No Snoozing Matter: Dream Schools
BY ANUSHA SENAPATI '24
You’re starting your first day of classes—the sun is shining, the birds are chirping, and the smell of grade inflation keeps you at ease. You step into the dining hall when you hear life-changing news: U.S. News has dropped your school’s ranking. You freeze, and your last thought before you faint is the fear that you’ve doomed your future to a college that now barely makes the Top 20 National Universities list. Recently, college applicants have chased the idea of a dream school, and many pin their hopes on highly selective schools. While dream schools can have any ranking, prestige, or acceptance rate, the most coveted are T20s, or top 20 schools, which refers to America’s highly ranked universities. Although students may believe that attending a dream school will solve all their problems, this pursuit of prestige makes acceptances increasingly unattainable. In fact, attending a T20 dream school may hinder academic success due to its rejective and competitive nature.
T20s are often romanticized as academic paradises, offering prestige to all. This reputation, however, sparks students’ desire to get accepted to these schools. While these institutions may seem like an ambitious goal for driven students, a specific school should not become a person’s sole motivator. The truth that lies behind many schools’ reputations is that students with access to better resources have a higher chance of acceptance. According to a Brookings Institute study, students with a household income greater than $200,000 scored, on average, around 300 points better than those with a household income less than $200,000 on the SAT, a standardized college preparatory test. Thus, the wealthy have an advantage when applying to T20 schools. Top American universities are coveted for their academic rigor, but elitism led to many high-achieving students’ acceptance in the first place. This manufactures a fake image of equal access to higher education, when one should consider many other factors before succumbing to the T20 appeal.
For example, T20 schools often perpetuate a dream school mindset, which can create disillusionment about what success is. Remarkable alumni legacies are often associated with the school itself, rather than the individual, convincing prospective students that a successful life can be attributed to the school one attends. However, people can also lose sight of opportunities that may provide the same education at a better long-term value. Though T20s may offer an abundance of resources, they also come with significant costs, such as mental health issues that stem from living in a highly competitive environment. As hypercompetitive students apply to these highly ranked schools and are selected, the school culture becomes deeply rooted in competition as opposed to collaboration. Former Yale professor William Deresiewicz explained that elite colleges may even limit academic choices, commenting that “when it comes to choosing a career, there are certain chutes that kids, especially at elite colleges, tend to get funneled towards.” These are vital factors to consider when thinking about a dream school, as one student’s dream school may not be quite the fit for another.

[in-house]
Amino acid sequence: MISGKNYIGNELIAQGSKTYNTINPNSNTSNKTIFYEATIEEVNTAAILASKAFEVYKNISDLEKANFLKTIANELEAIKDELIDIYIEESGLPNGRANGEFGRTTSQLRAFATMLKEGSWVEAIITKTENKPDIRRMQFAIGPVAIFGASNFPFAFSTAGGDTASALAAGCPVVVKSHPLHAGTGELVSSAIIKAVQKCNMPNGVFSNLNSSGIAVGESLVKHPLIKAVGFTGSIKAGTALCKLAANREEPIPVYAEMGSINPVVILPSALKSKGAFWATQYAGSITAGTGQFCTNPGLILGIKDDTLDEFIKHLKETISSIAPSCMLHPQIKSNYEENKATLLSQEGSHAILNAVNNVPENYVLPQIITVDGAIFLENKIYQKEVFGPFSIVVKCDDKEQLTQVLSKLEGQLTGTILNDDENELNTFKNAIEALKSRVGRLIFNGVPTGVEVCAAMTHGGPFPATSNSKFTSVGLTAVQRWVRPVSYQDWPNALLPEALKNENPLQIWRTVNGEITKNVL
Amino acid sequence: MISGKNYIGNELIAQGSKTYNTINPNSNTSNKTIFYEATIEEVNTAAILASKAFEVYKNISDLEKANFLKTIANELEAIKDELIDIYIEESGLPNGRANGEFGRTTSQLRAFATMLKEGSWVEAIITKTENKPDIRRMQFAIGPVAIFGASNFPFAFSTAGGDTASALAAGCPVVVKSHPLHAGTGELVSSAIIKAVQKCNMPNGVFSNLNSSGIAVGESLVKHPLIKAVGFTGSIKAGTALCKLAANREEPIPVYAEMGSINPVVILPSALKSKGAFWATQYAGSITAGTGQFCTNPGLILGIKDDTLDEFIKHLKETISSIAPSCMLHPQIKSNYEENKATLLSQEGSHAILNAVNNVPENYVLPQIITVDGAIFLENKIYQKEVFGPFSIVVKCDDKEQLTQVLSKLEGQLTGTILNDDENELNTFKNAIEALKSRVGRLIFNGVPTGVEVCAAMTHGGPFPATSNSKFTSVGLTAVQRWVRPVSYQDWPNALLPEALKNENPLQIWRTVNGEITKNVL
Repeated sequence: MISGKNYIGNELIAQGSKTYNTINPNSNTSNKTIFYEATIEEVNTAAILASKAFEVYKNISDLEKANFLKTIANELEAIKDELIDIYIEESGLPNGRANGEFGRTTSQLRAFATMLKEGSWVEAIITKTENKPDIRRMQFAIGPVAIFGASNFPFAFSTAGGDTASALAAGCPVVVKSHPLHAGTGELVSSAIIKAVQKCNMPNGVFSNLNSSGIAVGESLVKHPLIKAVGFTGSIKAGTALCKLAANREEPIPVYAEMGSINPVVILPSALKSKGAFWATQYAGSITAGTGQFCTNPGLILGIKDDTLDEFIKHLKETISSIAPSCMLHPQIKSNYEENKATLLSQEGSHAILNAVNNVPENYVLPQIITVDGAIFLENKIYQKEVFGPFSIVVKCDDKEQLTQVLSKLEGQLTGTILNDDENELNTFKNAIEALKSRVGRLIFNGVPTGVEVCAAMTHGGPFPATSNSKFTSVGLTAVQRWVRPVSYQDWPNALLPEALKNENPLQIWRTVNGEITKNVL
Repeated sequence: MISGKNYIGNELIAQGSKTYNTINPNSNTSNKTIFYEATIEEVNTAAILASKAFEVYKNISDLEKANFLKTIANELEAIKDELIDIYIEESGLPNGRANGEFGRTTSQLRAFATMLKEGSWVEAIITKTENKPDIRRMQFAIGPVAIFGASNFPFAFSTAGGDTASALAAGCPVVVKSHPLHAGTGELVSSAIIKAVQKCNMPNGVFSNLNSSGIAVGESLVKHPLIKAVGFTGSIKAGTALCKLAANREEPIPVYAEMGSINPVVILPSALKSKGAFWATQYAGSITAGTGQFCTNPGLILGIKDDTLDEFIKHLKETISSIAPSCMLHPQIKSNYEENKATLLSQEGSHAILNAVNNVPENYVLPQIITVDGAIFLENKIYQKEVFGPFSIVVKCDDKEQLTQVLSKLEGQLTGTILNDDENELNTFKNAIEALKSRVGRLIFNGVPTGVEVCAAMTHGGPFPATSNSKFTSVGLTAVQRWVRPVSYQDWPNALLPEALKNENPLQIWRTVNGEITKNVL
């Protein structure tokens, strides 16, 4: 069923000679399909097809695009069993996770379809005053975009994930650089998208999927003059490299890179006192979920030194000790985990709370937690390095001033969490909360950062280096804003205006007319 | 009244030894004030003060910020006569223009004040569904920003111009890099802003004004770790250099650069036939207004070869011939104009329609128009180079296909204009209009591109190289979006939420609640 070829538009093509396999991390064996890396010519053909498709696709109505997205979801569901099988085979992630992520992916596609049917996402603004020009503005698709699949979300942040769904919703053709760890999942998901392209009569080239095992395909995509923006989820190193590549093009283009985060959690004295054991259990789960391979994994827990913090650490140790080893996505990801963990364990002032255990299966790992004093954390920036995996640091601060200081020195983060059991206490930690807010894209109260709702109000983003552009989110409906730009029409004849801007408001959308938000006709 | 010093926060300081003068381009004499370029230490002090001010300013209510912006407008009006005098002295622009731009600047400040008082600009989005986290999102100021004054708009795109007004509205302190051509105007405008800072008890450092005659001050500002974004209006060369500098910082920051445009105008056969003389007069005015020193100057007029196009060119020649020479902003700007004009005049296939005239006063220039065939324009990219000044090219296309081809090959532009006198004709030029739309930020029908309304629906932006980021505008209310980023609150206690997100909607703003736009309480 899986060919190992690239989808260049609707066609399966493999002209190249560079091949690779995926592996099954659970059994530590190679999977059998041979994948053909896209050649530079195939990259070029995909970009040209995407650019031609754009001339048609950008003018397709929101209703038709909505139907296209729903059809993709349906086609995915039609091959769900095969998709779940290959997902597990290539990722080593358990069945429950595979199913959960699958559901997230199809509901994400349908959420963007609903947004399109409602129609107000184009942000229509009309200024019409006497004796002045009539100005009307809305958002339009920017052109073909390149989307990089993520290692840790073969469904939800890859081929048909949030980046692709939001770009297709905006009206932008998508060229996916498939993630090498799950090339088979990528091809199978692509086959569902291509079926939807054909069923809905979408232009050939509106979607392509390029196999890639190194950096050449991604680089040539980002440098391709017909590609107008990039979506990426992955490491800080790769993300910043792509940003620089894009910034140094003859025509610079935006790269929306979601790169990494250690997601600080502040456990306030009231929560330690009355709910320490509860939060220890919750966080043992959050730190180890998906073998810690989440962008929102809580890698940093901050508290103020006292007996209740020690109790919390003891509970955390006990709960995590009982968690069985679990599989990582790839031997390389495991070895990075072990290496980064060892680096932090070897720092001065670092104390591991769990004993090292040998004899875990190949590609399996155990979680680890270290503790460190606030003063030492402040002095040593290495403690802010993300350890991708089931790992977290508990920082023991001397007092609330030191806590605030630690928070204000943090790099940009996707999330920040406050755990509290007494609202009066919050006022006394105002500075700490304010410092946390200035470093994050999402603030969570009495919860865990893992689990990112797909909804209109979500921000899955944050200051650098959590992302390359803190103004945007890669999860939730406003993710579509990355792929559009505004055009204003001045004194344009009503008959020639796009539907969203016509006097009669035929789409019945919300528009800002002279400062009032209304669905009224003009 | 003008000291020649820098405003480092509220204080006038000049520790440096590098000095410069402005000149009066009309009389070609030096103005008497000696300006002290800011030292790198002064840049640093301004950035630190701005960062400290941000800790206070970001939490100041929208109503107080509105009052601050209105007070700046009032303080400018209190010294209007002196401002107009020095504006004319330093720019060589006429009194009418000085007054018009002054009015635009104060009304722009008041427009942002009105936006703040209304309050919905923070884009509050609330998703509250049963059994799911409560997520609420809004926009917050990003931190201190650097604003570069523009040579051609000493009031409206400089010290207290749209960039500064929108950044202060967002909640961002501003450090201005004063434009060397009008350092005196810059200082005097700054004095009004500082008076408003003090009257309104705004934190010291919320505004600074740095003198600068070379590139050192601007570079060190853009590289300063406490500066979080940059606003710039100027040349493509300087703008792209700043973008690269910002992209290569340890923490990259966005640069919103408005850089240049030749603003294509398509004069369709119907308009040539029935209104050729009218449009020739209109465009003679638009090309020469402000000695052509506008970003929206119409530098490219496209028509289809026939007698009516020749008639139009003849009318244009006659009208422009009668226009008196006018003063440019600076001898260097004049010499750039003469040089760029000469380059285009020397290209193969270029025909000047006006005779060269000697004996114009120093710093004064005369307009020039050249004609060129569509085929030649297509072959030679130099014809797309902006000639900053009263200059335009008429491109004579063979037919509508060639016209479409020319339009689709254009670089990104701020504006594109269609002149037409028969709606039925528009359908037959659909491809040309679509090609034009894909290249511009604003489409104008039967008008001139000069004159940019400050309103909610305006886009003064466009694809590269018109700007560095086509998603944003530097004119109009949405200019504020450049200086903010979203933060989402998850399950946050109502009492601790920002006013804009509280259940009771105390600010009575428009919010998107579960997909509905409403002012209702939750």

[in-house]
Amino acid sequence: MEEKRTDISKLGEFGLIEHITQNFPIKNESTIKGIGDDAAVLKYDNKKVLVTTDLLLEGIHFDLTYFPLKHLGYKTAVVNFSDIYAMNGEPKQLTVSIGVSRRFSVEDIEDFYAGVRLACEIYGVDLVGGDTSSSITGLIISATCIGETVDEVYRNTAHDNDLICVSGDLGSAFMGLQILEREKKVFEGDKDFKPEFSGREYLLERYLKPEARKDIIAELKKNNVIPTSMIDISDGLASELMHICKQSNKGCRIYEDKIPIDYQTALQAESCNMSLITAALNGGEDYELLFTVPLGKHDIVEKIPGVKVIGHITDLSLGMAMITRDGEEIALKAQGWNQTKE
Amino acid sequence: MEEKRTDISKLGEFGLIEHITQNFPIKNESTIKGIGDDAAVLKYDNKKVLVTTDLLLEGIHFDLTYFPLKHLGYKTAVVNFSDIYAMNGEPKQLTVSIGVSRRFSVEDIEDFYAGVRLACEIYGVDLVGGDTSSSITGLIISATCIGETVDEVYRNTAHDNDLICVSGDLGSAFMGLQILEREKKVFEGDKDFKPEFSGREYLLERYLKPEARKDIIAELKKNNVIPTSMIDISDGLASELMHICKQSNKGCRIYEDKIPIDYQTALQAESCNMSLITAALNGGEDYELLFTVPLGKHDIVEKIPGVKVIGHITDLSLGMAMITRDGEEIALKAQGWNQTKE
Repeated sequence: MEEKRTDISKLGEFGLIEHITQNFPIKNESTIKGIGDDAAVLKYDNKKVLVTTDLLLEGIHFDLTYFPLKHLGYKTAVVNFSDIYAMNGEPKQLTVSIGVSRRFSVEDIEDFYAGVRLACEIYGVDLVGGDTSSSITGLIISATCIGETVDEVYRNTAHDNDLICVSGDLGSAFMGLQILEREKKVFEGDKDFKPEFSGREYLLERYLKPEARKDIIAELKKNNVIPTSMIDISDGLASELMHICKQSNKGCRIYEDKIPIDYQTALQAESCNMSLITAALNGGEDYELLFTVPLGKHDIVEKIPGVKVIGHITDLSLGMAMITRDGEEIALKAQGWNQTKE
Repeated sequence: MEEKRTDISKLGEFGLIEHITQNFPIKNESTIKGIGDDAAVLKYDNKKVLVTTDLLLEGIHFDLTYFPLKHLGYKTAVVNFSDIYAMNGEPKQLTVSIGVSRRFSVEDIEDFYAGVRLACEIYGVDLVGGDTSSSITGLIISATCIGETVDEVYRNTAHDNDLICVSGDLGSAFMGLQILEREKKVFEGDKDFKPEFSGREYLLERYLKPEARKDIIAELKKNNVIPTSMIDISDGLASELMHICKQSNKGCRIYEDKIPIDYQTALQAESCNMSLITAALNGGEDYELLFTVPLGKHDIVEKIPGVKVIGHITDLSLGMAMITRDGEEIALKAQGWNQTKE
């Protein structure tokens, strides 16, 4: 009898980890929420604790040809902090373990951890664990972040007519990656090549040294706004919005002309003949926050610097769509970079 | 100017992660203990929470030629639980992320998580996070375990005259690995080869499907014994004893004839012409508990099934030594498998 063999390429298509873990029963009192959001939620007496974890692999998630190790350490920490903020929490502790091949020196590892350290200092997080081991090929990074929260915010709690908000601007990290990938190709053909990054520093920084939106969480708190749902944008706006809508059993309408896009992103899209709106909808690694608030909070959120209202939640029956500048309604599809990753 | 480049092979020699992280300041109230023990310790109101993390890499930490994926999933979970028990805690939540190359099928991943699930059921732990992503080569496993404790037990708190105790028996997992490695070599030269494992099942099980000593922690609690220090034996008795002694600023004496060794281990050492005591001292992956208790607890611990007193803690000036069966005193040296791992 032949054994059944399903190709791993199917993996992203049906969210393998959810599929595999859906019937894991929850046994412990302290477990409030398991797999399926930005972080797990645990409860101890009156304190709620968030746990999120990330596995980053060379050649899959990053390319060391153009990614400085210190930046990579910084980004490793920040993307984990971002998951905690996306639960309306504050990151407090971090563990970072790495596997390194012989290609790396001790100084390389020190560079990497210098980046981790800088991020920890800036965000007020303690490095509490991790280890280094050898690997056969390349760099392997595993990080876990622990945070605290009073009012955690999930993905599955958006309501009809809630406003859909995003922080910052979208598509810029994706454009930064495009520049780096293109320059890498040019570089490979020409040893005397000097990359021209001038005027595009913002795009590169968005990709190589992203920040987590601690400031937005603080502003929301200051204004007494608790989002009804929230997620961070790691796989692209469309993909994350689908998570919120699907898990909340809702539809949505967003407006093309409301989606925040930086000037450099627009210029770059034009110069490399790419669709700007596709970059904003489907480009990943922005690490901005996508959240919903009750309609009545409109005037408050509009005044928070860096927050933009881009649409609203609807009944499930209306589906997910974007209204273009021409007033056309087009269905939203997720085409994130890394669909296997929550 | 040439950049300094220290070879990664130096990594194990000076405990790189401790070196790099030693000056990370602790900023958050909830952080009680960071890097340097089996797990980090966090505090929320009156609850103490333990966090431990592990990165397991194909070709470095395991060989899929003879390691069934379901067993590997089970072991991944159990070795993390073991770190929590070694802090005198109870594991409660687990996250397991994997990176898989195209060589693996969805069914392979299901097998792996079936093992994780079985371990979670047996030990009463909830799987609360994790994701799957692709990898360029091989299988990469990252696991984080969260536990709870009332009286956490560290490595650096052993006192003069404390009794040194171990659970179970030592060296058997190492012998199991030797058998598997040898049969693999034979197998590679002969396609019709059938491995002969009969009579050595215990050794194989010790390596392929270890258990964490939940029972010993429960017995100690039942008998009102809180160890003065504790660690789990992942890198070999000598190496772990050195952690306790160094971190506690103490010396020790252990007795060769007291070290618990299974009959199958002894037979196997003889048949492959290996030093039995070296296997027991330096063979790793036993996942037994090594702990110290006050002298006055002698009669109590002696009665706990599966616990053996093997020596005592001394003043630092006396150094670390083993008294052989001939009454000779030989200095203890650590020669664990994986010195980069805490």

Speaking of picking a school that is the right fit, dream schools bring up another issue—name value. Students will often chase schools for their name, instead of what the school can offer to the individual. Those who choose rankings over personal interest, however, will only be disappointed with news such as the Columbia rankings being unveiled, with the university’s ranking dropping from number 2 to number 18. This drop in rankings shocked many, but it hurt the university’s reputation. Students who attended Columbia solely for its #2 ranking are surely disappointed, and this instance shows how prestige should not be a factor when making a decision about a highly ranked school.
While societal norms may compel one to make their life goal to attend a T20 institution, it is vital to consider what a dream school really means. A dream school is not a ticket to success, and it often comes with many unforeseen setbacks. While dream schools may seem like the key to academic success, consider whether the prestige outweighs your own opinions before misplacing your hopes—and your savings.